Marriages Face New Threat: Social Networking

Tharrington Smith family law attorney Alice Stubbs describes how the recent social media phenomenon of social media impacts divorce and family law cases during an interview with WRAL-TV.

“It’s been really an interesting phenomenon,” says divorce attorney Alice Stubbs, of Tharrington Smith LLP in Raleigh. “In the last five years, Facebook, Myspace – all the social networking sites have changed the face of domestic law, and we obtain a lot of evidence from social networking.”

Stubbs and Rosen both say it has become a standard operating procedure for them to check the online presence of their clients’ spouses as well as their clients.

“All sorts of things go on Facebook. There’s real cheating. There’s things that sound like cheating and then there are all sorts of other things like threats, comments that shouldn’t have been made,” Rosen says. “It is a communication device that now has every kind of communication, positive and negative.”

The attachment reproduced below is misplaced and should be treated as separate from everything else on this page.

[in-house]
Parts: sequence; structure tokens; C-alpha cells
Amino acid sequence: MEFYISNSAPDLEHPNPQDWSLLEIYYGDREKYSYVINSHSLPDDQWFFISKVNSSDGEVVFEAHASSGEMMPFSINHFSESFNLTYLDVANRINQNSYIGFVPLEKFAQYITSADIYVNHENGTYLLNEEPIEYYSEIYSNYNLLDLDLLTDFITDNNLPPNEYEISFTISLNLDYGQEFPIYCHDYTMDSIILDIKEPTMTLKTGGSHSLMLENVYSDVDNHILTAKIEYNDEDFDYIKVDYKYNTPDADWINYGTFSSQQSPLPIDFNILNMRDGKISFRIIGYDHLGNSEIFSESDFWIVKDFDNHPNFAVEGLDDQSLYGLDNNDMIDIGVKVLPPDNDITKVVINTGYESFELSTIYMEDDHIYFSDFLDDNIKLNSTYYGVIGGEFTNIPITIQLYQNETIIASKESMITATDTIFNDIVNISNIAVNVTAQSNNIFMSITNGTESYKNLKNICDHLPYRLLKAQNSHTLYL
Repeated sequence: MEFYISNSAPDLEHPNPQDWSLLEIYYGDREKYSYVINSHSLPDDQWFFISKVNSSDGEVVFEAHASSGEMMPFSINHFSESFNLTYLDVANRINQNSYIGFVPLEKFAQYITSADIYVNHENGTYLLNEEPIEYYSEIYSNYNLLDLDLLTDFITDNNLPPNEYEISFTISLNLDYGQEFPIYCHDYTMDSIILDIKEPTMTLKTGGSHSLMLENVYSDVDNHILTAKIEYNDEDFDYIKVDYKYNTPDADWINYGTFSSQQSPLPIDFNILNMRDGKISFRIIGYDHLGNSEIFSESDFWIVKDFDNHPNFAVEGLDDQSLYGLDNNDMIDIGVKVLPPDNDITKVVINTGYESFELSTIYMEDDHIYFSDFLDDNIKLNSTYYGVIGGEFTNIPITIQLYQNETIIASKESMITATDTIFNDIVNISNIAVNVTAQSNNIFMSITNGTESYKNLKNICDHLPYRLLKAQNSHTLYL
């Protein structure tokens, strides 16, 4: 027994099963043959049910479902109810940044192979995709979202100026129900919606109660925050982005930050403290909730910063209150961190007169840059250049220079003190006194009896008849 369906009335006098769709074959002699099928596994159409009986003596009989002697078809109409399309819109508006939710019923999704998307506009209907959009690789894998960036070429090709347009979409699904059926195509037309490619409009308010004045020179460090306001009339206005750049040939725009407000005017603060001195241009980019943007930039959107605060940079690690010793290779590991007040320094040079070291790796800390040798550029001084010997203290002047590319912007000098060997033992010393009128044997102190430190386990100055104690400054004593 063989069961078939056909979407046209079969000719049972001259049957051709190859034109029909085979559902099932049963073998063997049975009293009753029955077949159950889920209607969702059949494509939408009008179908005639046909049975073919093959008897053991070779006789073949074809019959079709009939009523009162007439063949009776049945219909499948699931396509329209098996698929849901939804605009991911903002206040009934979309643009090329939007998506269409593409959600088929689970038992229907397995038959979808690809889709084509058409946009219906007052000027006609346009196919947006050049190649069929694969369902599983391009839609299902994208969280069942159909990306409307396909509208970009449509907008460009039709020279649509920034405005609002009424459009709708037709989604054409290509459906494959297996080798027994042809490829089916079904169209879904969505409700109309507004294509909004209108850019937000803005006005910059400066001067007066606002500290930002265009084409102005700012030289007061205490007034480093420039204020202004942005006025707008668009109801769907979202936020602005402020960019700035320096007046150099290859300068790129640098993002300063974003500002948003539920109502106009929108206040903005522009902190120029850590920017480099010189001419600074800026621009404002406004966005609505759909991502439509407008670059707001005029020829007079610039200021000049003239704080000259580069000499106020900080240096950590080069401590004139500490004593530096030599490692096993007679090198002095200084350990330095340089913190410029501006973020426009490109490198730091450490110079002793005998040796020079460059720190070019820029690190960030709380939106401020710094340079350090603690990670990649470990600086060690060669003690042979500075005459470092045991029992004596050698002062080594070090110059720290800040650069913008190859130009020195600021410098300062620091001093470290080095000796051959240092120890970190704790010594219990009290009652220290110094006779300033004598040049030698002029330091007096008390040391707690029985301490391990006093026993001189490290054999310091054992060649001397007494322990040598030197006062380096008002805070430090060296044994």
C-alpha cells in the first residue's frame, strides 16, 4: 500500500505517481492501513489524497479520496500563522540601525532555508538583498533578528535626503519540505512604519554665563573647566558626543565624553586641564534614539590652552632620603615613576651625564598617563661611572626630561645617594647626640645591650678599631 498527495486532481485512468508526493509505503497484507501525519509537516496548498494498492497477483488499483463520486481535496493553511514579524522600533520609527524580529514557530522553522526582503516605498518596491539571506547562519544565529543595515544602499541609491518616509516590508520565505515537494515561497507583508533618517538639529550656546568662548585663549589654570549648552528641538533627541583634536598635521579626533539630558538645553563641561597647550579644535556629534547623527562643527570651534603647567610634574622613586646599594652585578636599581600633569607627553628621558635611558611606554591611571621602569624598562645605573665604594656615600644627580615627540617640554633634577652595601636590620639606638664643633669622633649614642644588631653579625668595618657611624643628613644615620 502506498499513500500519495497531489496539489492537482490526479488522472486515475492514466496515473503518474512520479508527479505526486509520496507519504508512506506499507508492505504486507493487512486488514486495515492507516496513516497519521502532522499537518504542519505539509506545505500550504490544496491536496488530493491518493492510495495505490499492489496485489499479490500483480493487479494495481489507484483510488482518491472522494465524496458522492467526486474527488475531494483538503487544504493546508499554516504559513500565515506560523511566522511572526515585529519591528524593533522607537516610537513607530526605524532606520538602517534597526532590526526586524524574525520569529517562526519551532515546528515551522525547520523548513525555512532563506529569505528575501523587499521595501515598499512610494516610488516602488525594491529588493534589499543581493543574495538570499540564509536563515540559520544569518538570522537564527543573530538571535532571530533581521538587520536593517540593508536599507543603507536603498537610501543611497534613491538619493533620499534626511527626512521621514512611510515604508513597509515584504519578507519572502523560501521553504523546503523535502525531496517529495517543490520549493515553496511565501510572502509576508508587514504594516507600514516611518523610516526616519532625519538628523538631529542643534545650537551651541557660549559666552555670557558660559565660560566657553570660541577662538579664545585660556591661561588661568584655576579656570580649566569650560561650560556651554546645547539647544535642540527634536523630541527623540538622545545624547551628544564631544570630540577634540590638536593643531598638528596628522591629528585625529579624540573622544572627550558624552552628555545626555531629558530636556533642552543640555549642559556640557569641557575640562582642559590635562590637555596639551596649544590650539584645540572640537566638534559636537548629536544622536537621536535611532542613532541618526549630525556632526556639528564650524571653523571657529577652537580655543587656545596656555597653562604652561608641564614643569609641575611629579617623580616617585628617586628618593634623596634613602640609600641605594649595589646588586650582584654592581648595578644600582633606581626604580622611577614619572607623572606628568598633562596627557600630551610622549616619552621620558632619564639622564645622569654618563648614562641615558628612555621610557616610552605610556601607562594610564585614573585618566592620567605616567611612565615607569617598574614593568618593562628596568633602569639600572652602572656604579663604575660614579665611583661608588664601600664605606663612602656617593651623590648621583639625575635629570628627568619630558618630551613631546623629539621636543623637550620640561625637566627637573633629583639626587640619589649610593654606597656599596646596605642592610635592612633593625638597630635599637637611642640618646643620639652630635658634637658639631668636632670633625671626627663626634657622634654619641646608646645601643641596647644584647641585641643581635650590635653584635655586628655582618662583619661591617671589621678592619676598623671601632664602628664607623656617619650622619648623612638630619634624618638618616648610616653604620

Stubbs says she encourages her clients to remove their online profiles during divorce proceedings.

“Nothing good can come out of that,” she says. “You don’t want personal information to be used against you in court.”

Stubbs says that she has seen in some cases where online relationships can have dramatic effects.

“I’ve even seen cases where someone left the state, quit their job, left their children for a person they have met on Facebook, or maybe reconnected with, but don’t really know,” she says.

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